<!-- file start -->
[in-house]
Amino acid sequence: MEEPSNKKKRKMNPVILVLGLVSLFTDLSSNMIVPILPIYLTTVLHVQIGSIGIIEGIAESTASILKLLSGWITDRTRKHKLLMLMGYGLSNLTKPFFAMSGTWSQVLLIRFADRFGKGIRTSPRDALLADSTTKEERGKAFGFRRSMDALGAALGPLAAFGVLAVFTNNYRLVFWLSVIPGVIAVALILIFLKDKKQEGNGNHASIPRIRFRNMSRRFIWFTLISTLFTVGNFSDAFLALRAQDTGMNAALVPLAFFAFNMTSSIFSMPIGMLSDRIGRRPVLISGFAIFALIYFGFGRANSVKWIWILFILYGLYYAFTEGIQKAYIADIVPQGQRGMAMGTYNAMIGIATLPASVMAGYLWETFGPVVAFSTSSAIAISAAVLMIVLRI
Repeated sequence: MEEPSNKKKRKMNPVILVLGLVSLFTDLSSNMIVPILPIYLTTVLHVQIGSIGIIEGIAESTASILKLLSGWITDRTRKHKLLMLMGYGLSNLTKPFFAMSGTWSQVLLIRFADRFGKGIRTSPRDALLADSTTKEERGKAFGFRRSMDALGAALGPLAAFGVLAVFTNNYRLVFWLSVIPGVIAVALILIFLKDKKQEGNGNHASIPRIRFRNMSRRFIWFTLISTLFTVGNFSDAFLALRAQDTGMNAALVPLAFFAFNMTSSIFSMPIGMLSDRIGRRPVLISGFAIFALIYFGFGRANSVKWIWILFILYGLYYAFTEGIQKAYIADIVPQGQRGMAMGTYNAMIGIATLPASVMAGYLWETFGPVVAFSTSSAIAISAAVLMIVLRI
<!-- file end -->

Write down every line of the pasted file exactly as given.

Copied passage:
[in-house]
Amino acid sequence: MEEPSNKKKRKMNPVILVLGLVSLFTDLSSNMIVPILPIYLTTVLHVQIGSIGIIEGIAESTASILKLLSGWITDRTRKHKLLMLMGYGLSNLTKPFFAMSGTWSQVLLIRFADRFGKGIRTSPRDALLADSTTKEERGKAFGFRRSMDALGAALGPLAAFGVLAVFTNNYRLVFWLSVIPGVIAVALILIFLKDKKQEGNGNHASIPRIRFRNMSRRFIWFTLISTLFTVGNFSDAFLALRAQDTGMNAALVPLAFFAFNMTSSIFSMPIGMLSDRIGRRPVLISGFAIFALIYFGFGRANSVKWIWILFILYGLYYAFTEGIQKAYIADIVPQGQRGMAMGTYNAMIGIATLPASVMAGYLWETFGPVVAFSTSSAIAISAAVLMIVLRI
Repeated sequence: MEEPSNKKKRKMNPVILVLGLVSLFTDLSSNMIVPILPIYLTTVLHVQIGSIGIIEGIAESTASILKLLSGWITDRTRKHKLLMLMGYGLSNLTKPFFAMSGTWSQVLLIRFADRFGKGIRTSPRDALLADSTTKEERGKAFGFRRSMDALGAALGPLAAFGVLAVFTNNYRLVFWLSVIPGVIAVALILIFLKDKKQEGNGNHASIPRIRFRNMSRRFIWFTLISTLFTVGNFSDAFLALRAQDTGMNAALVPLAFFAFNMTSSIFSMPIGMLSDRIGRRPVLISGFAIFALIYFGFGRANSVKWIWILFILYGLYYAFTEGIQKAYIADIVPQGQRGMAMGTYNAMIGIATLPASVMAGYLWETFGPVVAFSTSSAIAISAAVLMIVLRI